fulmar

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fulmar

(fŭl`mər): see shearwatershearwater,
common name for members of the family Procellariidae, gull-like sea birds related to the petrel and the albatross and including the fulmar. Shearwaters are found on unfrozen saltwaters all over the world, with 35 species in North America.
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; petrelpetrel
, common name given various oceanic birds belonging, like the albatross and the shearwater, to the order known commonly as tube-nosed swimmers. There are two families of petrels: the storm petrels (Hydrobatidae) and the diving petrels (Pelecanoididae).
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The Columbia Electronic Encyclopedia™ Copyright © 2013, Columbia University Press. Licensed from Columbia University Press. All rights reserved. www.cc.columbia.edu/cu/cup/
The following article is from The Great Soviet Encyclopedia (1979). It might be outdated or ideologically biased.

Fulmar

 

(Fulmarus glacialis), a bird of the family Procellariidae of the order Procellariiformes. The body length is approximately 50 cm, the wingspan approximately 110 cm, and the weight approximately 760 g. Plumage color may be light—grayish to dove gray—or dark—smoky brown of varied intensity.

Fulmars inhabit the northern parts of the Atlantic and Pacific oceans and parts of the northern Arctic Ocean. They are oceanic birds, and they are found on land only during the reproductive period. They nest in colonies on rocky coasts. There is one egg per clutch, and both parents sit. Fulmars are active day and night. In the sea they feed on fish, fish roe, mollusks, crustaceans, and carrion. The birds fly excellently in any weather, and they can soar. They swim well, and they sleep and rest on the water. Fulmars move awkwardly on land, leaning on their metatarsal bones. They are objects of commerce—the eggs and meat are edible, the oily fat from the stomach is used for technical purposes, and the down is used.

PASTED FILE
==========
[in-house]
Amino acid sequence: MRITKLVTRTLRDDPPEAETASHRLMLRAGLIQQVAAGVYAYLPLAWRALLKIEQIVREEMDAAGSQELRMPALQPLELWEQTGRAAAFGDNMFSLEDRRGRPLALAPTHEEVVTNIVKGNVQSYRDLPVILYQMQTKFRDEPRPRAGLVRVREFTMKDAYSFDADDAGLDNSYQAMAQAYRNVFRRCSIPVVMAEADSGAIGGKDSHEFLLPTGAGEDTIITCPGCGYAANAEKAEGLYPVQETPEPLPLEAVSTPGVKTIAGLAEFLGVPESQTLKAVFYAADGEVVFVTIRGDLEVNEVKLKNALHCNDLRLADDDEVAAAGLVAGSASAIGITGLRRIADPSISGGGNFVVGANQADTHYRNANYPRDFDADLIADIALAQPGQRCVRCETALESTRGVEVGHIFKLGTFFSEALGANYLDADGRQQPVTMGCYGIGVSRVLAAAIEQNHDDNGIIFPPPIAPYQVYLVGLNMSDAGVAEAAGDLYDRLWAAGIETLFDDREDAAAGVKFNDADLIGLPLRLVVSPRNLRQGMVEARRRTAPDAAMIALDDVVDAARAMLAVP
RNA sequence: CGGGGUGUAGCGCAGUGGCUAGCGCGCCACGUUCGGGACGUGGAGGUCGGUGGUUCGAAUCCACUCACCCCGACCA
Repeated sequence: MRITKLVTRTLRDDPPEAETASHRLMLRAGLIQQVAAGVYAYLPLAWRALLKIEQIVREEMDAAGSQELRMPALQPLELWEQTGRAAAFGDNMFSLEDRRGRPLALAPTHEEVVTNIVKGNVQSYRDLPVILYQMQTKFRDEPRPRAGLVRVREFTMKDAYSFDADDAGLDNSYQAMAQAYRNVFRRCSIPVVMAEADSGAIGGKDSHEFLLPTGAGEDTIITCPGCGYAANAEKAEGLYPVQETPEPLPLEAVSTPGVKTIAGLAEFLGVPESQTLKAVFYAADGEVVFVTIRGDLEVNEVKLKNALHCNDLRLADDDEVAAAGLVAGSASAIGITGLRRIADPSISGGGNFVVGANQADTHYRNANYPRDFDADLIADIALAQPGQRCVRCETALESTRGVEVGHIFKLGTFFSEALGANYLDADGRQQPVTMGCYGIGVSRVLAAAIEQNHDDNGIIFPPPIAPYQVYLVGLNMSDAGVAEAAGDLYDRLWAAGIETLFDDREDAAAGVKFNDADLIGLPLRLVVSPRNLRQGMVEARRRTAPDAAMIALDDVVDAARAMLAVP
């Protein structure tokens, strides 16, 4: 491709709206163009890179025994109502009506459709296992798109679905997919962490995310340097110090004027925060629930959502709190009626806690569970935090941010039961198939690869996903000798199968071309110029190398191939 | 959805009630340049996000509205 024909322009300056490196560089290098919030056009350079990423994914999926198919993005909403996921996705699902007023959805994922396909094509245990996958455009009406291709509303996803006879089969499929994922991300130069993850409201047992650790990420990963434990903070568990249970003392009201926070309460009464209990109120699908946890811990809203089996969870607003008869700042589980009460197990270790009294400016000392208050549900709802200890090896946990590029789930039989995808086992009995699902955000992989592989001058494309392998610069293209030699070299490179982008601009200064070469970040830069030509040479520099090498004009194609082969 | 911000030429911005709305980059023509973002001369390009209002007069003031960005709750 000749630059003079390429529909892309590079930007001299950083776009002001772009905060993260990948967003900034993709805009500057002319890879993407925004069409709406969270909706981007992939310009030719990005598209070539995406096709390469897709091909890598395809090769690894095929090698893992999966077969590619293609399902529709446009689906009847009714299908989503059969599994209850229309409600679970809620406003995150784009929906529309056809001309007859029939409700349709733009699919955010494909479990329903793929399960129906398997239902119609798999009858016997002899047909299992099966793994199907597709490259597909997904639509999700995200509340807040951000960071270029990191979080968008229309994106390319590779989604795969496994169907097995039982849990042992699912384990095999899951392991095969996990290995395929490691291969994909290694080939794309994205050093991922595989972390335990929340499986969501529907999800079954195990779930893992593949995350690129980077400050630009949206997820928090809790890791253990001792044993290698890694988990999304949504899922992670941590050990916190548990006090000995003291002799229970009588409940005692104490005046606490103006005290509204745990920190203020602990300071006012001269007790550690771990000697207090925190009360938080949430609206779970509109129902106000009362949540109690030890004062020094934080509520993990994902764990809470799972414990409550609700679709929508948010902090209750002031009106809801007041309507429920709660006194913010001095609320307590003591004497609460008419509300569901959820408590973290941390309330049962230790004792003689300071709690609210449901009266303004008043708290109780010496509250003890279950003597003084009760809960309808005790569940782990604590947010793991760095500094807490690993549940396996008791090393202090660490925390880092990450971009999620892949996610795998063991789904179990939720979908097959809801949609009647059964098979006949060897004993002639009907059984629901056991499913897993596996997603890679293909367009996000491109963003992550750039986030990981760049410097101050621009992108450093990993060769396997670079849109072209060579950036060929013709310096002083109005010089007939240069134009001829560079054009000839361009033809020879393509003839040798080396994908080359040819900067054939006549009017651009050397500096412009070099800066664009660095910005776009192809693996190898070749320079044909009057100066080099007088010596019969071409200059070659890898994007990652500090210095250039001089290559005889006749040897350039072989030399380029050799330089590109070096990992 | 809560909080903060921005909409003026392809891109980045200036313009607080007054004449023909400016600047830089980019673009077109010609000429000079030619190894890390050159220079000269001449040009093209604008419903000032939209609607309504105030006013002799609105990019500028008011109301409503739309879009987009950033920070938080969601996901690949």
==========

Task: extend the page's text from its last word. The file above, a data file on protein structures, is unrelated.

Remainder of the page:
REFERENCES

Kozlova, E. V. “Burevestnikovye ilitrubkonosye: Rod glupysh.” In Ptitsy SSSR, part 1. Moscow, 1951.
Sudilovskaia, A. M. “Otriad trubkonosye ili burevestnikovye: Rod glupysh.” In Ptitsy Sovetskogo Soiuza, vol. 2. Moscow, 1951.

A. M. SUDILOVSKAIA

The Great Soviet Encyclopedia, 3rd Edition (1970-1979). © 2010 The Gale Group, Inc. All rights reserved.

fulmar

[′fu̇l·mər]
(vertebrate zoology)
Any of the oceanic birds composing the family Procellariidae; sometimes referred to as foul gulls because of the foul-smelling substance spat at intruders upon their nests.
McGraw-Hill Dictionary of Scientific & Technical Terms, 6E, Copyright © 2003 by The McGraw-Hill Companies, Inc.

fulmar

any heavily built short-tailed oceanic bird of the genus Fulmarus and related genera, of polar regions: family Procellariidae, order Procellariiformes (petrels)
Collins Discovery Encyclopedia, 1st edition © HarperCollins Publishers 2005
References in periodicals archive ?
Thanks to the continuous efforts of many volunteers, over the recent 5-year period 2014-2018, a total of 115 fulmars with intact stomachs was available for the monitoring study in the Netherlands.
| A Fulmar glides over the Little Orme, Llandudno CALM weather along the coast near Moelfre at the weekend gave the perfect conditions to watch Red-throated Diver and Black Guillemot on the waveless sea.
Most are found to have eaten plastic items, some fulmar stomachs containing more than 30 pieces.
We monitored colony attendance by fulmars at two colonies in the Canadian High Arctic: Prince Leopold Island and Cape Vera (Fig.
Experimental work confirmed that "psittacosis virus" was contracted by humans when juvenile fulmars (Fulmarus glacialis) were caught and prepared for cooking (4).
On Devon Island, the northern fulmars breed on rocky cliffs and bring home most of their food from the seas between Ellesmere Island and Greenland, 400 km away.
Albatrosses, fulmars, shearwaters, tropicbirds, frigatebirds, petrels, and diving-petrels are the most pelagic of all the world's birds.
We studied Northern Fulmars breeding in Foula, Shetland (60 [degrees] 08 [minutes] N, 2 [degrees] 05[minutes] W) during the first 2 wk of chick rearing (5-20 July) in 1988, 1990, and 1991.
| GO TO THE COAST Fulmars are back on the Great and Little Ormes, and some auks are on the cliffs too.
The island off the coast of Antrim is host to 250,000 puffins, fulmars, razorbills, guillemots and kittiwakes all jostling for space on the cliffs.
A spokesman from the Royal Society for the Protection of Birds said: "Fulmars are protected birds.
OUR sea cliffs are currently busy with auks, kittiwakes, and fulmars all spending just enough time to breed before returning to a life on the sea for the rest of the year.